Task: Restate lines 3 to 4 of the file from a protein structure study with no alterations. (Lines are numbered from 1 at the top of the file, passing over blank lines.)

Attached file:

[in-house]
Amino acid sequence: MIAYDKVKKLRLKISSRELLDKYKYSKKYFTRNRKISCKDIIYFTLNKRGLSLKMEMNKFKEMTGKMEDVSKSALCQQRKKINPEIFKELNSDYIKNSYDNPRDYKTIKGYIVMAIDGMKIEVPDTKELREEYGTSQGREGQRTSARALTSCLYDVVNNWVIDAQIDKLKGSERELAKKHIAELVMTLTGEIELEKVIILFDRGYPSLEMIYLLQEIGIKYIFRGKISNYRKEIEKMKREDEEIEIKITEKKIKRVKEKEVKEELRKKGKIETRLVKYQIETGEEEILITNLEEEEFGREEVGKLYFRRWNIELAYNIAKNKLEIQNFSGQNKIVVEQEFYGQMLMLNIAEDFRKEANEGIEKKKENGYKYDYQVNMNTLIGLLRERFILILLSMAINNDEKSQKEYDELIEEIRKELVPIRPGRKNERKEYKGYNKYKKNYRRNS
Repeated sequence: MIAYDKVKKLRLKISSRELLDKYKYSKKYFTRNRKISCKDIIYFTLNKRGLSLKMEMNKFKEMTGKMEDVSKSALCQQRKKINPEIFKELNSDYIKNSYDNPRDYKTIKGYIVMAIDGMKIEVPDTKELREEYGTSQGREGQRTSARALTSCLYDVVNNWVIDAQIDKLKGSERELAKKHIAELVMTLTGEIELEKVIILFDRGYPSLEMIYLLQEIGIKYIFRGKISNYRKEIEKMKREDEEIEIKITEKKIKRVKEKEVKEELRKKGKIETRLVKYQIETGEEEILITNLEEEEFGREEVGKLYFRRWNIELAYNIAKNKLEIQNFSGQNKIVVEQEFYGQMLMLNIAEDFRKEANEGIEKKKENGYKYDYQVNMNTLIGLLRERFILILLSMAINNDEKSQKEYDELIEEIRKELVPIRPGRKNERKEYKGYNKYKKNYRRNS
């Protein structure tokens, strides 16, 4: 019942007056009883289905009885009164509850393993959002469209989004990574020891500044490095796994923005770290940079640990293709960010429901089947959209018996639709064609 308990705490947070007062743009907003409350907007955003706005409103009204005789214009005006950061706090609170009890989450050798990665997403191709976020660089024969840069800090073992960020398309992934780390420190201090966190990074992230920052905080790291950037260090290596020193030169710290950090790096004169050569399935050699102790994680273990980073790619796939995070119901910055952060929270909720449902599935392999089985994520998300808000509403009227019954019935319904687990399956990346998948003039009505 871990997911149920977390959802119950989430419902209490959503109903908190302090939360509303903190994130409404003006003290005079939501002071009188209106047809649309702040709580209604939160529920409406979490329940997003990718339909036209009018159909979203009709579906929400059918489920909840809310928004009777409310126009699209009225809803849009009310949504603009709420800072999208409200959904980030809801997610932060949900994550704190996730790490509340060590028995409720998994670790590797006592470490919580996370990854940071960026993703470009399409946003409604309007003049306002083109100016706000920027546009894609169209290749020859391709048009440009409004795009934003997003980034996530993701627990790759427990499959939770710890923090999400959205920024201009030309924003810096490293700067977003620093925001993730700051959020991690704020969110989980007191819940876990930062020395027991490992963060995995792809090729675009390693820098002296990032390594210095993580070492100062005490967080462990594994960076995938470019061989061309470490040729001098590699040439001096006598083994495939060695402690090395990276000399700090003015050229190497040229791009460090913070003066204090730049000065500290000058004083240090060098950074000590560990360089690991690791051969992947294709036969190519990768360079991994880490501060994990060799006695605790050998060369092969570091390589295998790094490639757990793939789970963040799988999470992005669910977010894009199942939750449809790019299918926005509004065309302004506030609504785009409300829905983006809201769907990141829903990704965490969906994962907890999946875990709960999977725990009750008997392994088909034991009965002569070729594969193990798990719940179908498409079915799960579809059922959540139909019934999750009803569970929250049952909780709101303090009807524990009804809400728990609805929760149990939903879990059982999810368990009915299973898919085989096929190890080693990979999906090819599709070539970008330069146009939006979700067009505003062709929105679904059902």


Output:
Repeated sequence: MIAYDKVKKLRLKISSRELLDKYKYSKKYFTRNRKISCKDIIYFTLNKRGLSLKMEMNKFKEMTGKMEDVSKSALCQQRKKINPEIFKELNSDYIKNSYDNPRDYKTIKGYIVMAIDGMKIEVPDTKELREEYGTSQGREGQRTSARALTSCLYDVVNNWVIDAQIDKLKGSERELAKKHIAELVMTLTGEIELEKVIILFDRGYPSLEMIYLLQEIGIKYIFRGKISNYRKEIEKMKREDEEIEIKITEKKIKRVKEKEVKEELRKKGKIETRLVKYQIETGEEEILITNLEEEEFGREEVGKLYFRRWNIELAYNIAKNKLEIQNFSGQNKIVVEQEFYGQMLMLNIAEDFRKEANEGIEKKKENGYKYDYQVNMNTLIGLLRERFILILLSMAINNDEKSQKEYDELIEEIRKELVPIRPGRKNERKEYKGYNKYKKNYRRNS
């Protein structure tokens, strides 16, 4: 019942007056009883289905009885009164509850393993959002469209989004990574020891500044490095796994923005770290940079640990293709960010429901089947959209018996639709064609 308990705490947070007062743009907003409350907007955003706005409103009204005789214009005006950061706090609170009890989450050798990665997403191709976020660089024969840069800090073992960020398309992934780390420190201090966190990074992230920052905080790291950037260090290596020193030169710290950090790096004169050569399935050699102790994680273990980073790619796939995070119901910055952060929270909720449902599935392999089985994520998300808000509403009227019954019935319904687990399956990346998948003039009505 871990997911149920977390959802119950989430419902209490959503109903908190302090939360509303903190994130409404003006003290005079939501002071009188209106047809649309702040709580209604939160529920409406979490329940997003990718339909036209009018159909979203009709579906929400059918489920909840809310928004009777409310126009699209009225809803849009009310949504603009709420800072999208409200959904980030809801997610932060949900994550704190996730790490509340060590028995409720998994670790590797006592470490919580996370990854940071960026993703470009399409946003409604309007003049306002083109100016706000920027546009894609169209290749020859391709048009440009409004795009934003997003980034996530993701627990790759427990499959939770710890923090999400959205920024201009030309924003810096490293700067977003620093925001993730700051959020991690704020969110989980007191819940876990930062020395027991490992963060995995792809090729675009390693820098002296990032390594210095993580070492100062005490967080462990594994960076995938470019061989061309470490040729001098590699040439001096006598083994495939060695402690090395990276000399700090003015050229190497040229791009460090913070003066204090730049000065500290000058004083240090060098950074000590560990360089690991690791051969992947294709036969190519990768360079991994880490501060994990060799006695605790050998060369092969570091390589295998790094490639757990793939789970963040799988999470992005669910977010894009199942939750449809790019299918926005509004065309302004506030609504785009409300829905983006809201769907990141829903990704965490969906994962907890999946875990709960999977725990009750008997392994088909034991009965002569070729594969193990798990719940179908498409079915799960579809059922959540139909019934999750009803569970929250049952909780709101303090009807524990009804809400728990609805929760149990939903879990059982999810368990009915299973898919085989096929190890080693990979999906090819599709070539970008330069146009939006979700067009505003062709929105679904059902």